If you put your houseplants outside for the summer you will soon have to bring them back in if you live in an area like I do that gets frost and temperatures below 32F. You may notice that they have grown larger or longer (in the case of trailing plants) over the summer and may have overgrown the house space they were previously in. Many can be trimmed back without harming or disfiguring them. And the nice thing is, you can actually do something with many parts you trim off. This would be called propagation by cuttings. In other words, you can reproduce the plant you love, making more just like it. It’s fairly easy and inexpensive.
For example, philodendrons and pothos are great plants to try this on. Try making a ‘tip cutting’ by removing the very end of a trailing stem 4-6” long, making sure you have at least one node (point where a leaf is or was attached to a stem) on your cutting and one or two leaves. Make the cut with a sharp knife or pruners just below the node. Dip this part in rooting hormone powder (optional/you may purchase this in the garden section of a store) which helps stimulate and speed up root development. Now place your cutting in a small vase or jar of water to which you have added some diluted liquid houseplant food (follow the directions on the label); or ‘stick’ the cutting in a small pot of moistened lightweight potting soil. Approximately 1-2” of the stem containing a node from which you made the cut should be below the water or soil line. Place your cutting in a bright location and keep soil moist and or the water level filled.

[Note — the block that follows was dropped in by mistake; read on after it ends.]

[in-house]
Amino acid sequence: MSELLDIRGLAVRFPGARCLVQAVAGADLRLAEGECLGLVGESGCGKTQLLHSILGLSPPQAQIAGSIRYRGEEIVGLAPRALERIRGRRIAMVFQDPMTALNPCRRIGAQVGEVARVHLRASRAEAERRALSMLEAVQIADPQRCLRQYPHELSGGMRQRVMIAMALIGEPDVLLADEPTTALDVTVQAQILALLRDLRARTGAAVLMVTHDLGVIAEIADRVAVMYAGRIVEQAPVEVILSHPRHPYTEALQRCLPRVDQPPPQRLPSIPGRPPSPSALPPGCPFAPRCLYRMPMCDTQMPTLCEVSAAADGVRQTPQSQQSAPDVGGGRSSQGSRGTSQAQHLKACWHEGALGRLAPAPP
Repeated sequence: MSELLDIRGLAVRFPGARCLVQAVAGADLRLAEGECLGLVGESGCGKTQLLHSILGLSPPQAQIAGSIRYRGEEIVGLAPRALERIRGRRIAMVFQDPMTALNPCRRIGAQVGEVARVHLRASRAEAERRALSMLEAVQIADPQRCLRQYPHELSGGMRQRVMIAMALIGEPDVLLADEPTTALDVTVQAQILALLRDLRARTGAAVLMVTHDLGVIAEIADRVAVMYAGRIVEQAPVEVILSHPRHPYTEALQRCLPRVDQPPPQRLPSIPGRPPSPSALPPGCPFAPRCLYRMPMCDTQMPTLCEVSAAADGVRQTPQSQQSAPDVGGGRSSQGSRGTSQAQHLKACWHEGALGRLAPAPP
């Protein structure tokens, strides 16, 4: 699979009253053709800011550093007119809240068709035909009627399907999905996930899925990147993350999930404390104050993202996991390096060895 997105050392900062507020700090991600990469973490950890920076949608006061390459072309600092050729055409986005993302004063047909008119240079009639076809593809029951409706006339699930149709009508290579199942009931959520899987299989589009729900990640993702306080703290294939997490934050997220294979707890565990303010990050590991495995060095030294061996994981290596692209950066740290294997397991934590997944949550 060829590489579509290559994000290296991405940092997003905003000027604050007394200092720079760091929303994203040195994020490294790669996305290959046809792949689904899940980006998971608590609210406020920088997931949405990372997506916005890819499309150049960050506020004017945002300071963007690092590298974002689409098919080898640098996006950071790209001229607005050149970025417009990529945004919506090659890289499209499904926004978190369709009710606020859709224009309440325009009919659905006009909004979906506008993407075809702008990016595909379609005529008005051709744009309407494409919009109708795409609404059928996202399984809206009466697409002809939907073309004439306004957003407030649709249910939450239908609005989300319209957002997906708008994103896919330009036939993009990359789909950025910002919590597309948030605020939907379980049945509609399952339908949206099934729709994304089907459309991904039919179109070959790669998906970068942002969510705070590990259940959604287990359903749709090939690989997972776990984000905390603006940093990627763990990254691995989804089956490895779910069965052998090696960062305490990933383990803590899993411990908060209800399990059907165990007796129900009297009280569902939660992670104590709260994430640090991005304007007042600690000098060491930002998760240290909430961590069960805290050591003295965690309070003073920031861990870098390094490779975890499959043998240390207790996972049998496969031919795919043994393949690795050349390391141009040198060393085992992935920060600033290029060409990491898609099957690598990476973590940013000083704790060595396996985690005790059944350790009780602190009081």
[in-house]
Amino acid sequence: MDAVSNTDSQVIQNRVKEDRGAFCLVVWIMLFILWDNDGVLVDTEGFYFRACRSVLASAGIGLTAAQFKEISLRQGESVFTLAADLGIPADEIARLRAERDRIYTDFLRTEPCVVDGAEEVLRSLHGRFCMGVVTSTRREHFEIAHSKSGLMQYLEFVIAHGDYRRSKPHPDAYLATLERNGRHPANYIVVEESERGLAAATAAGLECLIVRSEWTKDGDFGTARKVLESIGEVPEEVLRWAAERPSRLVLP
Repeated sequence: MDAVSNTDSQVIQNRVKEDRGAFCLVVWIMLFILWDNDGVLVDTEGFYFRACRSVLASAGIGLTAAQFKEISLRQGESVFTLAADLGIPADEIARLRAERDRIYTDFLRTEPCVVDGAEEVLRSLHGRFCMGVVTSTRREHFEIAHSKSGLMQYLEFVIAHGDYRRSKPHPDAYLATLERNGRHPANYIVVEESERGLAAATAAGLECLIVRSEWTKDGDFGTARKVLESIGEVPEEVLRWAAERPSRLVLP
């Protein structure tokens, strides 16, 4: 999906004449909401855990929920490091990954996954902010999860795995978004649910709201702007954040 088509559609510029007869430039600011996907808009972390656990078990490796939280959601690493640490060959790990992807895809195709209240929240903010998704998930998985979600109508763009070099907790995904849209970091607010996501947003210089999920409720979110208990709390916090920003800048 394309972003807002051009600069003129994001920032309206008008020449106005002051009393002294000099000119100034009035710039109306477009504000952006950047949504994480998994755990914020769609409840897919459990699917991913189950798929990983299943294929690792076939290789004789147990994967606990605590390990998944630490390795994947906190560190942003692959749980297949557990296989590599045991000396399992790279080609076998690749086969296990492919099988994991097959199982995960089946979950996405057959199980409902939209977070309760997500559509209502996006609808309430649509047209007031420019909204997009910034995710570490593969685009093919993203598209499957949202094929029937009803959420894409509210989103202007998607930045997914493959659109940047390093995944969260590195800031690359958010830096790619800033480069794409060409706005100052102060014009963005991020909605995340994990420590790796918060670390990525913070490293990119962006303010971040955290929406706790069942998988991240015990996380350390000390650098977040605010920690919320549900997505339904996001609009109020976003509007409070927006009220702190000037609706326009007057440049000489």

You should see roots start to grow in a about 2 weeks and the plant should be ready to transplant into a large pot in about six weeks when it has a good root system. Your new plant will grow into the exact plant as its ‘mother’ or ‘stock’ plant. When this happens, congratulate yourself on being a successful plant propagator! This is just one way to reproduce plants so that you will have more to care for or more to share with someone else.